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Best regards,

How Much Charity Is Enough?

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Jesus was very specific in saying that His followers need to provide for and protect those who can’t take care of themselves. And He also pointed out that whoever does something good for someone else in His name is effectively doing it for Him.

A good reason to be charitable, don’t you think?

My wife and I contribute a percentage of our income to our church, and part of the church budget helps provide for people having special needs. In times of death or severe illness, we’re also apt to sign up to bring a meal to a family in need. And we have many needy people in our individual prayer lists.

Richmond has a special program called CARITAS. While I can’t remember what the acronym stands for beyond “Churches around Richmond,” I understand their purpose. To try to break the cycle of homelessness for as many people as possible.

Our church is one of many that participate in CARITAS. One week a year, we host forty to fifty homeless adults–sometimes men, sometimes women–in the church fellowship hall. Various Sunday School classes sign up to prepare and serve an evening meal and fix a bag lunch for each of our guests for the next day. Other volunteers come in to fix breakfast.

The Sunday School class my wife and I belong to ministered to our CARITAS visitors last week. As heart-breaking as it is to think about these people being homeless, it’s a real pleasure to extend Christian love to them through our meager efforts.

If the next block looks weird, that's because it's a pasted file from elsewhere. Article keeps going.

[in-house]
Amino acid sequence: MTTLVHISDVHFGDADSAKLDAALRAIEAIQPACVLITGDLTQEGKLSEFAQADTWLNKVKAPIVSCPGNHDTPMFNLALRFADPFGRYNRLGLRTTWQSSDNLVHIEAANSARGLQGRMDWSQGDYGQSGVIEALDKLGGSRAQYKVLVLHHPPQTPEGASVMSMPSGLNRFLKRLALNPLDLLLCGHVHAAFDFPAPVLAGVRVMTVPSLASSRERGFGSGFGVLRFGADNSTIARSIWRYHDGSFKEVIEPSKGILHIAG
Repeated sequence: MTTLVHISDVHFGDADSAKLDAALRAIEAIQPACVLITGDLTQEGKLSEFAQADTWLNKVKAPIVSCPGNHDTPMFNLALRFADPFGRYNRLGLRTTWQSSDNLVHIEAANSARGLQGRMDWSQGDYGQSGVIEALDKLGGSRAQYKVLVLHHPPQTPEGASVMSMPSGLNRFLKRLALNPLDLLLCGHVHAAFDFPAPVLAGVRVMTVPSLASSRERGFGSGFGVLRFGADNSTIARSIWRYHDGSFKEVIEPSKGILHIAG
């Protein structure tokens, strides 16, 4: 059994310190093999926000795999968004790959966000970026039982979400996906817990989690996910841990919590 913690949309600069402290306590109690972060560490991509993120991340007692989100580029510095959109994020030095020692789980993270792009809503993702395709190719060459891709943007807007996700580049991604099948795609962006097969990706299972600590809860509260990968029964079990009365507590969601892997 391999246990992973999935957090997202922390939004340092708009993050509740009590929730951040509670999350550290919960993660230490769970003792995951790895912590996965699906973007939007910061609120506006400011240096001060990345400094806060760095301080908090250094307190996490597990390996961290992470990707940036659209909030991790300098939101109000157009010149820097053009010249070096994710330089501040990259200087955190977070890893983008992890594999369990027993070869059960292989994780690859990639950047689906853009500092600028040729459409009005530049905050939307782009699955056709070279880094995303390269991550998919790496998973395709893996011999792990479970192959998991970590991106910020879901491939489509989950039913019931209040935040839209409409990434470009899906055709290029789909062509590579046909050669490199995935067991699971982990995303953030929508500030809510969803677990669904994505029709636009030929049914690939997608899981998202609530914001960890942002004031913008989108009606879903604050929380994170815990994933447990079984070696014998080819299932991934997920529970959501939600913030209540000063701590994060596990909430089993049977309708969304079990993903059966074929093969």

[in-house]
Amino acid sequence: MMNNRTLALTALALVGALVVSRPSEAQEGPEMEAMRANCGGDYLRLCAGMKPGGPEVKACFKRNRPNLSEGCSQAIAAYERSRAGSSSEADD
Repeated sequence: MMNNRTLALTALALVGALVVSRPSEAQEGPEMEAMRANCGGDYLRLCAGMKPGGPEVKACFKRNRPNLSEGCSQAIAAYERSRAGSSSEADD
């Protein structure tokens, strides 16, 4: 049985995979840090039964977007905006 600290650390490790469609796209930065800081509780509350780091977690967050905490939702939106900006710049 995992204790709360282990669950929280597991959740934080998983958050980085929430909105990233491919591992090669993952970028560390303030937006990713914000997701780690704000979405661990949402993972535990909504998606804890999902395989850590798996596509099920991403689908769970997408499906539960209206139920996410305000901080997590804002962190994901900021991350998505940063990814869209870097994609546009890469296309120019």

My wife and I recently spent a long weekend in Washington, D.C. Although I’ve seen an occasional street person in other places I’ve visited, never had I seen such prominent homelessness as I did in our nation’s capital. (See the two pictures above.) It seemed as if many of the benches in every public park–D.C. has a number of them–was occupied by a street person with all of his or her belongings stashed within easy reach.

Nobody asked us for money, and we didn’t feel endangered. But I can’t say that we felt entirely comfortable, either.

Kathleen and I are just average middle class Americans, but to the folks in CARITAS and the street people of Washington, D.C., we probably seemed wealthy.

Jesus’s words about providing for those who can’t provide for themselves are disturbing. Even if we gave every cent we have to help others, it would hardly make a dent in the world’s needs. Yet is it right for us to enjoy so much that so many others don’t have and may never have?

How much charity does Jesus expect us to provide, anyhow? Alas, He’s not here on earth to answer that question, but God’s Holy Spirit is. I suppose we’ll have to pay closer attention to the Spirit and let Him lead us to give when we ought to give and to serve where we ought to serve.

What’s your take on helping the homeless? Have you been involved in any ministry to them? Please share with a comment.


I’ll be back again on Sunday. If you’d like to receive my posts by email, go to “Follow Blog via Email” at the upper right.

“On Aging Gracelessly” is only one of my two blogs. I post lyrics of the Christian songs I’ve written over the last fifty years on  “As I Come Singing.” Check it out HERE if you’re interested.  Free lead sheets (tune, words, and chords) are available for many of them. View the list HERE.

If you enjoy my writing, you’ll find a number of things to read on my website.  Also music to listen to and music-related videos to watch.

My newest novel, The Devil and Pastor Gus, is available online at Amazon and Barnes & Noble. Go HERE for links to those places.